Our Nations have high hopes for the Central Coast Marine Planning Partnership (MaPP) plan to create healthy coastal ecosystems and a vibrant future for our Nations. At the core of this work is a desire to maintain and enhance ecological systems and human wellbeing over the long term. Measuring our progress is critical as we begin implementing the MaPP plan.
How will we measure if MaPP is working?
As part of the MaPP plan a set of indicators are being developed to track changes in the state of environmental and human wellbeing in our territories.
Multiple indicators will be selected within seven different categories or themes. The categories include:
- Species and habitats
- Climate change and oceanography
- Clean water
- Sense of place and wellbeing
- Stewardship and governance
- Coastal development and livelihoods
What are some examples of indicators?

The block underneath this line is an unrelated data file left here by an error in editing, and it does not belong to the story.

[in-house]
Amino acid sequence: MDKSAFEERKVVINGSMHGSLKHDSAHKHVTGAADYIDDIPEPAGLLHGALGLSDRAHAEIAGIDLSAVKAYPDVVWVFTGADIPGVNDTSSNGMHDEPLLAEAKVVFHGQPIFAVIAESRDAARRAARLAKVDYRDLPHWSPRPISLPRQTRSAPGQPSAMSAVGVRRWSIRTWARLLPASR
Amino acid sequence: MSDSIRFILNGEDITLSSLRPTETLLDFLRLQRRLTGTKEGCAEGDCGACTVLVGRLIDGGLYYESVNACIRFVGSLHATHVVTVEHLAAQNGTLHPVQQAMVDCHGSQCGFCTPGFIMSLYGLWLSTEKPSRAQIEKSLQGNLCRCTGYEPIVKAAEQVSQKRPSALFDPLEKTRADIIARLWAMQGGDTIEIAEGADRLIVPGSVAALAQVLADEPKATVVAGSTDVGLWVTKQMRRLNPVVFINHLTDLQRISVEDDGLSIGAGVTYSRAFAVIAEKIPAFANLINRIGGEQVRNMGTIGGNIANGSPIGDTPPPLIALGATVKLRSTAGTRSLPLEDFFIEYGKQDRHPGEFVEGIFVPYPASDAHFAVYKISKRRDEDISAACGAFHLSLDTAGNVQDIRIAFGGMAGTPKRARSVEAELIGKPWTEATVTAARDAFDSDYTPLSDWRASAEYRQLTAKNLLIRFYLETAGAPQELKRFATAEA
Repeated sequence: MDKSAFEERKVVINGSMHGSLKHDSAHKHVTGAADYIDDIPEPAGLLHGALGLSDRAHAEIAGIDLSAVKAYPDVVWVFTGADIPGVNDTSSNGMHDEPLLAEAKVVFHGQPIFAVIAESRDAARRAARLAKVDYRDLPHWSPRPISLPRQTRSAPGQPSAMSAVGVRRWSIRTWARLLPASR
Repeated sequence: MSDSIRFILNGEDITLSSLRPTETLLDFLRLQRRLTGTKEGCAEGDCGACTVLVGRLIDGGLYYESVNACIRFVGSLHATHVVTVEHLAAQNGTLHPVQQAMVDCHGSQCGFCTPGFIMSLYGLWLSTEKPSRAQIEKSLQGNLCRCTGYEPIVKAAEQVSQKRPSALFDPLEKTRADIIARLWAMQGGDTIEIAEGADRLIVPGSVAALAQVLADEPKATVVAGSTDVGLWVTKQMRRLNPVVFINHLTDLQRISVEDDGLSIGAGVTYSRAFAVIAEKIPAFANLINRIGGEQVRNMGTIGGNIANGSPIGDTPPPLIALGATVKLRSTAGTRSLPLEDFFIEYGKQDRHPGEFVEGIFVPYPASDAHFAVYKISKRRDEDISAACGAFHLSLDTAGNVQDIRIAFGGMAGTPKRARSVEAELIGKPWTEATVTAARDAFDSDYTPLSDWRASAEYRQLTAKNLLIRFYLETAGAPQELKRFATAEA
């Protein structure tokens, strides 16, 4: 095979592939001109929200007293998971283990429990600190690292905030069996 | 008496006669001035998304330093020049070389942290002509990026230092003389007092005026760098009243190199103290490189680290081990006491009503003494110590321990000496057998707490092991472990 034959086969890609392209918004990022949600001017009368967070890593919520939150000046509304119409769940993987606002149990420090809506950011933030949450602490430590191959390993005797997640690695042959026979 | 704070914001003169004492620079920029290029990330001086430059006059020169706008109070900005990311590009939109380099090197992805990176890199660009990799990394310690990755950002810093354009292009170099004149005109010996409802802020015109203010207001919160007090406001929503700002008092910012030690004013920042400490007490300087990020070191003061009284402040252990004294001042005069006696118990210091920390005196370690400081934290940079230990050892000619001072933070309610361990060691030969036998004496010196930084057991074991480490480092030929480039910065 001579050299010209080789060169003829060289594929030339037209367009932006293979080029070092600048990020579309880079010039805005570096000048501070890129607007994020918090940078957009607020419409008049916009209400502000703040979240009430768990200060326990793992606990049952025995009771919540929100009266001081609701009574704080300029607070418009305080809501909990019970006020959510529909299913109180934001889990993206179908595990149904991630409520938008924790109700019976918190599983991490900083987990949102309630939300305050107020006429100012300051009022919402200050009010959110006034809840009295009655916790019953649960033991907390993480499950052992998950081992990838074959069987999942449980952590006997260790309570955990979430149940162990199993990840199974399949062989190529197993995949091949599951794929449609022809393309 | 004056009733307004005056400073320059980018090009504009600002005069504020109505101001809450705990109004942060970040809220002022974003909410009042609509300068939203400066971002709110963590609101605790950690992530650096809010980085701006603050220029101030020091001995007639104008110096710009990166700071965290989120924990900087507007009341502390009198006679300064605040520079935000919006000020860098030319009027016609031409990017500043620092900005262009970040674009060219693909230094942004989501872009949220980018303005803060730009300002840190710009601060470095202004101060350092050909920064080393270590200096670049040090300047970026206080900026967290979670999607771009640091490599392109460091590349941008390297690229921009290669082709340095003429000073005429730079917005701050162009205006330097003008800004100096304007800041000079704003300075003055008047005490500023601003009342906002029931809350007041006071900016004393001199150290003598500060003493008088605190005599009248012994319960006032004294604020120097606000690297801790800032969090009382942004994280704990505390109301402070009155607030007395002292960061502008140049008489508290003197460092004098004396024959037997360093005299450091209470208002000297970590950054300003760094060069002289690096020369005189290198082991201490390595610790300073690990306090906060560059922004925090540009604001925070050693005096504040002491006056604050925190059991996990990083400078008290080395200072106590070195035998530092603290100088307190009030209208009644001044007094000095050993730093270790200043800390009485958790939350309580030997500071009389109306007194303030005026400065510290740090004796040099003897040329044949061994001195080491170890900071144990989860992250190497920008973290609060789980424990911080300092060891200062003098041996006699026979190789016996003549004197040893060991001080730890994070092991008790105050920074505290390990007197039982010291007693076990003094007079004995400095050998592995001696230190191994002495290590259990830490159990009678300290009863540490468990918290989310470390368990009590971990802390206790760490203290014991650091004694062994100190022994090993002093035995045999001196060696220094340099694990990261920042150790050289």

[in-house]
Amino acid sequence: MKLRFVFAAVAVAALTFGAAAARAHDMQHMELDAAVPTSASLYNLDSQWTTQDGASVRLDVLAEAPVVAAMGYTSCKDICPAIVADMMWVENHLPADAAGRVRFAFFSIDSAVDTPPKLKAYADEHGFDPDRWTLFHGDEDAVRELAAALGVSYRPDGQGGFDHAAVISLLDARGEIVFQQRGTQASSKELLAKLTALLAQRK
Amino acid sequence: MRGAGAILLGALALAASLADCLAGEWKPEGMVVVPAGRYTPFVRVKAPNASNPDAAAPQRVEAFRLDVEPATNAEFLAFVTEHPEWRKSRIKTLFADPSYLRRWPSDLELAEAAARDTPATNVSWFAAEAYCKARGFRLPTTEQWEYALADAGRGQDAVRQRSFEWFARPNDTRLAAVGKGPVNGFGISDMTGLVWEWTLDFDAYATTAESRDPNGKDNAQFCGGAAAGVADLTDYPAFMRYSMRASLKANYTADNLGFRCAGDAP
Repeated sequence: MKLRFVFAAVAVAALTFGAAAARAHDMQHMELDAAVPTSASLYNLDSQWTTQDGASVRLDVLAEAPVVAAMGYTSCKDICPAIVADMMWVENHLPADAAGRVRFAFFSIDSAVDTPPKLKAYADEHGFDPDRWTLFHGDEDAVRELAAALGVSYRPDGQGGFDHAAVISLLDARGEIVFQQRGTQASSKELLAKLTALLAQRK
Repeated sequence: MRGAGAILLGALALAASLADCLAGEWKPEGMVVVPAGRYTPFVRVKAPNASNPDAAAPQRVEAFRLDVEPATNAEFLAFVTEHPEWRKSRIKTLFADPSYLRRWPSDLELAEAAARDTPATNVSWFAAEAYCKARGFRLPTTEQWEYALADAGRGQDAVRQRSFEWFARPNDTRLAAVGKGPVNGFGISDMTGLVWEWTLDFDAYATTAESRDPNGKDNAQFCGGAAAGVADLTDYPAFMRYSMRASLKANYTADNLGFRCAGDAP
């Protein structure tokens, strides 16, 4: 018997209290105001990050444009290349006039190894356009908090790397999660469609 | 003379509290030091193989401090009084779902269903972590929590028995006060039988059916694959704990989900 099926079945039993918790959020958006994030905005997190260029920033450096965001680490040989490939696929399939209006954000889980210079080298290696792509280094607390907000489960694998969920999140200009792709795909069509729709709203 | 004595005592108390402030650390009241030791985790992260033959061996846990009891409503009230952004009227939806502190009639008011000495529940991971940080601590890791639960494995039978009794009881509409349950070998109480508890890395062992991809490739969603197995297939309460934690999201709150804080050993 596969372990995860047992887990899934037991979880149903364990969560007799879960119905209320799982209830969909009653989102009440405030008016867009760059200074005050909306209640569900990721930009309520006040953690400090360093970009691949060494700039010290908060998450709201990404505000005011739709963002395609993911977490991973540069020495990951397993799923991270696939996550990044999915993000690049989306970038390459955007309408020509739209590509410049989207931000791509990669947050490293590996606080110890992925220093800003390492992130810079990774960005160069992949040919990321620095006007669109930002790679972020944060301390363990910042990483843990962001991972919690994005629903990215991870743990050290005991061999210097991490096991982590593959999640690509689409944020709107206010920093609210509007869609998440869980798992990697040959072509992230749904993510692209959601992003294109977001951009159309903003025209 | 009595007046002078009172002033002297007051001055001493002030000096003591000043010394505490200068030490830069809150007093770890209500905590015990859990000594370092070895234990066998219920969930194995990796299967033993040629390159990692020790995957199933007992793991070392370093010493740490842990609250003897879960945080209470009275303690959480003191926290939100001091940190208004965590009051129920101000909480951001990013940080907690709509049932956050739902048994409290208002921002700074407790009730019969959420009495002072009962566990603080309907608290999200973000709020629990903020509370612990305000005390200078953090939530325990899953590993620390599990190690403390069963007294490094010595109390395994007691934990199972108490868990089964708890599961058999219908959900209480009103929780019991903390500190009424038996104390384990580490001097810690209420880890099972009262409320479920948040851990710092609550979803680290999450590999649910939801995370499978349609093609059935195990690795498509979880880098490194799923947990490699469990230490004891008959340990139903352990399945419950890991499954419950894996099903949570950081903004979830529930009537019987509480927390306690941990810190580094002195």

Under the Species and Habitats category, indicators may include: herring spawn distribution and biomass, salmon abundance, eel grass biomass, kelp forest canopy cover and Dungeness crab status.
Under the category of Coastal Development and Livelihoods indicators like participation in the workforce, local business ownership, regional wealth, and the number of commercial and recreational licenses and tenures held by our people, could be monitored over time.
Who will do the monitoring work?
The First Nations and Provincial MaPP partners will partner with academia, governments and other organizations to collect existing indicator data. Where data gaps exist on the central coast, our Guardian Watchmen will play a leadership role in data collection and monitoring.
What will the indicators tell us?
Keeping tabs on these indicators over time will create a comprehensive picture of where the MaPP plan is succeeding and where more work is needed to meet our objectives. This work will also provide warning signs about potential or growing threats to marine systems and inform resource management decisions.